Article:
Suspended Chelsea captain John Terry would be allowed to lift the Champions League trophy if his side defeat Bayern Munich in the final on 19 May, Uefa has confirmed to BBC Sport.
Terry is banned after being sent off for violent conduct in the semi-final second leg against Barcelona.
Uefa's rules only prevent suspended players from sitting on the bench.
The governing body also said it will not change its rules to let six other suspended players feature.
It means Terry will have to watch the final from the stands, along with Raul Meireles, Ramires and Branislav Ivanovic, all of whom are banned after being booked against Barcelona.
Bayern's Luiz Gustavo, David Alaba and Holger Badstuber will also miss out after being shown yellow cards in Wednesday's win over Real Madrid.
Uefa said the regulations in place when the competition started must stand for the game in Munich, with any future changes required to go through a lengthy committee process before being ratified.
A spokesman said: "The regulations of the competition are established at the beginning of the competition and remain in place for the duration of the season."
At Euro 2012, only players sent off in the quarter-final or semi-final will be banned from the final in Kiev, and international players' union FIFPro had called on Uefa to show leniency.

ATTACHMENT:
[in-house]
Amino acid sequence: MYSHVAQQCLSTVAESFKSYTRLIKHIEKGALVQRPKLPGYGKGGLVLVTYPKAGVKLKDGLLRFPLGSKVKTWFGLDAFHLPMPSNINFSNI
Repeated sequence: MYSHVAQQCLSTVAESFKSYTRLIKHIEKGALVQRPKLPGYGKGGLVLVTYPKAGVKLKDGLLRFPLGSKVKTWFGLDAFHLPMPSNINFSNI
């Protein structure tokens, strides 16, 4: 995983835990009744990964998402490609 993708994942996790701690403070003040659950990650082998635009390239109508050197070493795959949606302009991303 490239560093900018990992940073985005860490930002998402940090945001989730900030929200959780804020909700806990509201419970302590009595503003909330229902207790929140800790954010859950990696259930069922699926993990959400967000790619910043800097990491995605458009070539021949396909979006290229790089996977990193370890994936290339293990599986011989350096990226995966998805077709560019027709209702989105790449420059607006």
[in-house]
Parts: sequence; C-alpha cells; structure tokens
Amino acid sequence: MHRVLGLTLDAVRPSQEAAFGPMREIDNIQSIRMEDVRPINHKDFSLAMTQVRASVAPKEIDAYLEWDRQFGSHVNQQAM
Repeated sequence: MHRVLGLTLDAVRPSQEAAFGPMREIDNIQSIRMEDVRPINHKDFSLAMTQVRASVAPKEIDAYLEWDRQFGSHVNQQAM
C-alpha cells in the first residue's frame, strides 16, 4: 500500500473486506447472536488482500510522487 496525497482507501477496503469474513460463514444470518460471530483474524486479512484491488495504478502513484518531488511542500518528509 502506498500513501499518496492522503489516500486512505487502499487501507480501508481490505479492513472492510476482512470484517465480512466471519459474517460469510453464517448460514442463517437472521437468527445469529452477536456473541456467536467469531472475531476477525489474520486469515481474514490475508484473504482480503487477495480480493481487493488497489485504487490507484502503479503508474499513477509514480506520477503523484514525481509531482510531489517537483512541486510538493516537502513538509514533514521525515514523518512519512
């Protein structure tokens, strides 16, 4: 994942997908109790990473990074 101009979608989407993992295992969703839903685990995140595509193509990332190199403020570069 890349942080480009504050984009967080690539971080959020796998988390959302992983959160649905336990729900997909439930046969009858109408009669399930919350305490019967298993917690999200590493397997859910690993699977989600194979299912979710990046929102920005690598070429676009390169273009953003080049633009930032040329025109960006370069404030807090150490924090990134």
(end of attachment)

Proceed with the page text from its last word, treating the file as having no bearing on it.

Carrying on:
Simon Barker, a spokesman for FIFPro, said: "Anybody committing a serious offence in the semi-final should be awarded a red card and miss the final, but the offences that result in a yellow card do not justify the serious punishment of missing the match of your life.
"Some people say this will give players the licence to kick all and sundry during the semi-final, but that is utter nonsense.
"Any serious offence will result in a red card and that still means exclusion from the final.
"I am against this rule that two yellow cards and you miss the final because there are not many times in your life you get to the final and it's time to think about this."
Fifa changed its rules for the 2010 World Cup to provide an amnesty after the quarter-finals to ensure no player could miss the final through a booking in the last four. If Uefa was to follow suit, the Club Competitions Committee would have to propose the rule change.
Nicky Butt, who played in Manchester United's 1999 Champions League final win over Bayern Munich because of suspensions to Paul Scholes and Roy Keane, has warned against a change, though.
"There are some cynical yellow cards that deserve a ban," he told BBC Sport.
"If a lad is running through in his own half and he is checked - that's a cynical yellow card. I think they should pick a committee of ex-players around Europe who have been in that situation who can tell.
"If players are missing the ball by half a second and they are going to miss the biggest games of their lives then that is very harsh.
"There are some yellow cards that should stand as a suspension but the majority of them could be looked at by a panel."